New York Times - 07/02/2009
"THE STRANGE ONE is an allegorical indictment of fascism..."
Marking the beginnings of the raw intensity he's explored throughout his provocative film career, veteran actor Ben Gazzara makes his movie debut in this 1957 drama as the menacingly effeminate misanthrope Jocko de Paris. THE STRANGE ONE, a dark and deviant depiction of human behavior that's especially startling for its time, follows military-school student de Paris's prolonged and eccentrically sadistic bullying of his fellow cadets in the aftermath of an incident in which he got the son of an executive officer expelled for drunkenness. The troubled de Paris uses any and all forms of humiliation and mental terrorization to silence his peers until he eventually finds his power challenged by a group of underclassmen. Based on a play by Calder Willingham, this film version of A STRANGE ONE was forced by the strict MPAA rules of the 1950s to tone down its homosexual themes, though certain suggestions remain palpable.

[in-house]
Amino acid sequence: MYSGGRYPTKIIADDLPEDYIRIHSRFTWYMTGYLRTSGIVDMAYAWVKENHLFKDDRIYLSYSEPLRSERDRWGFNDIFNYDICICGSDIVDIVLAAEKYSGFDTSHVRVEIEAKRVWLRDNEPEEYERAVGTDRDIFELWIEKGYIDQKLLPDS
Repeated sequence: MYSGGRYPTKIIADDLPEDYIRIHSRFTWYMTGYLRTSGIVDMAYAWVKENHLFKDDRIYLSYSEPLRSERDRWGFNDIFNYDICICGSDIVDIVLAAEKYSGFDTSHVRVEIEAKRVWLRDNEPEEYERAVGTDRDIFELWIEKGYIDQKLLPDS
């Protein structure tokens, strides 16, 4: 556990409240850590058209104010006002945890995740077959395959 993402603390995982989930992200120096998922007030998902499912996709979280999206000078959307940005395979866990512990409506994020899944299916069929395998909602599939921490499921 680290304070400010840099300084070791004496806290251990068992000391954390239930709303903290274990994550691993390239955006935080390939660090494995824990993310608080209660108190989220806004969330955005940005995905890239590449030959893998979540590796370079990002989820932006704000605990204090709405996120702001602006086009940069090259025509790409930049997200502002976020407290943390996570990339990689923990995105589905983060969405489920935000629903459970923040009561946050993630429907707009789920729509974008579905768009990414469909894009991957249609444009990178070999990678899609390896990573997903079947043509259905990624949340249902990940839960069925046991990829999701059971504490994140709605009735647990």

Legendary actor Ben Gazzara made his feature film debut in The Strange One, recreating his Broadway role in Calder Willingham's gripping "End as a Man." Gazzara stars as Cadet Sgt. Jocko DeParis, a sadomasochistic bully in a Southern military academy who uses his magnetism and the school's own military code to manipulate his fellow cadets and officers. When he engineers the expulsion of a hated rival, his reign of terror begins to unravel. The film features a solid cast drawn from The Actor's Studio in New York, including Pat Hingle, Mark Richman, George Peppard (also in his film debut) and Larry Gates, and is directed by Jack Garfein and scripted by Willingham, based on his novel. Censored in its original theatrical release for its homosexual undertones, The Strange One is presented restored and uncut for the first time on DVD.
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